Applying too much compression was another one for me. I often had problems with my basslines and drums sounding muddy and nasty. So now, whenever I notice clipping and whatnot, I try to reduce the volume on that instrument, or even the particular notes that cause it. Then, I apply light compression to hammer out any other issues that I might have missed.

Since I do not have a keyboard, I have trouble with pianos and guitars sounding mechanical in my songs. So, humanization is the key to fixing this. Making some notes play louder or softer than others, and tweaking the timing of the notes will help make it sound more like natural playing. I've even added some funky sounding notes here and there in some of my mixes to make it sound like I made a mistake. But, I wouldn't recommend doing that unless you get really good at "cover up sequencing."

I'll think of more later...

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A big problem I've had until recently is using the same tone for different parts of the music that are panned in the same location and not EQing it at all. An example can be heard

, where I had four guitar tracks running other than the main lead, two panned right and two panned left, same tone, no EQ, and playing different parts. Hear how muddy that crap sounds?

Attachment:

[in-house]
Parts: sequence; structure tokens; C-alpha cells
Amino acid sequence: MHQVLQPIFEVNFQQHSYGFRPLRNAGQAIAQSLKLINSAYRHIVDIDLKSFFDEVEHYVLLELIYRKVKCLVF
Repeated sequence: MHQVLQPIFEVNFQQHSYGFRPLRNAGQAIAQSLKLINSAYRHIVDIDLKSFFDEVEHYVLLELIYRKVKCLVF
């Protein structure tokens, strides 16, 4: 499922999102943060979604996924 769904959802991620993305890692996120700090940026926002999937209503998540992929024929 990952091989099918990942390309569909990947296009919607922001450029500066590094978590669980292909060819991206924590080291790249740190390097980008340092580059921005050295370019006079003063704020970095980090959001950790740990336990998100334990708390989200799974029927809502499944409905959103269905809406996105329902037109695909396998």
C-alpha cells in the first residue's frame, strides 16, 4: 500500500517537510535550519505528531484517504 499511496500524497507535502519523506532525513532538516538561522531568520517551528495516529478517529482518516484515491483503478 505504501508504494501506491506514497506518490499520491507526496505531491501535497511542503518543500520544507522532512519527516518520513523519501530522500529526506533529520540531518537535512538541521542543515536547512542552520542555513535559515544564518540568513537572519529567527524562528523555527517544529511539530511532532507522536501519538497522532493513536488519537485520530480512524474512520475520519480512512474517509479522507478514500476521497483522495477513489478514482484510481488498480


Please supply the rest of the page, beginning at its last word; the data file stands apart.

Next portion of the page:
Also, the only monitoring I have currently is a $20 Logitech headset, so my production quality sounds muffled on many other setups as a result. Like Blue Magic said, that doesn't really cut it.

Also, check my Red Zone remix for a great example of massive production issues including extremely mechanical-sounding drums and over-compression.

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Just on the WiP boards:

-People lack punch in their drums.

-They mix everything muddy.

-The synths lack complexity, they sound like FL Studio's 3xOsc without any mixer track effects.

-Lack of humanization in acoustic instruments.

-Lack of substantial arrangement. Usually I see a 2 minute cover without any sort of completely original territory.

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Now, I'm not saying "Go out and get some $200+ headphones," but a pair that will produce studio quality sound, which is especially important what making music.

I'm going to disagree with this sentiment and say that while having a good pair of headphones as your "microscope" is a good thing, having good stereo monitoring speakers is far more important. Any sort of panning or spatial awareness is completely bias on headphones, as opposed to an actual sound system.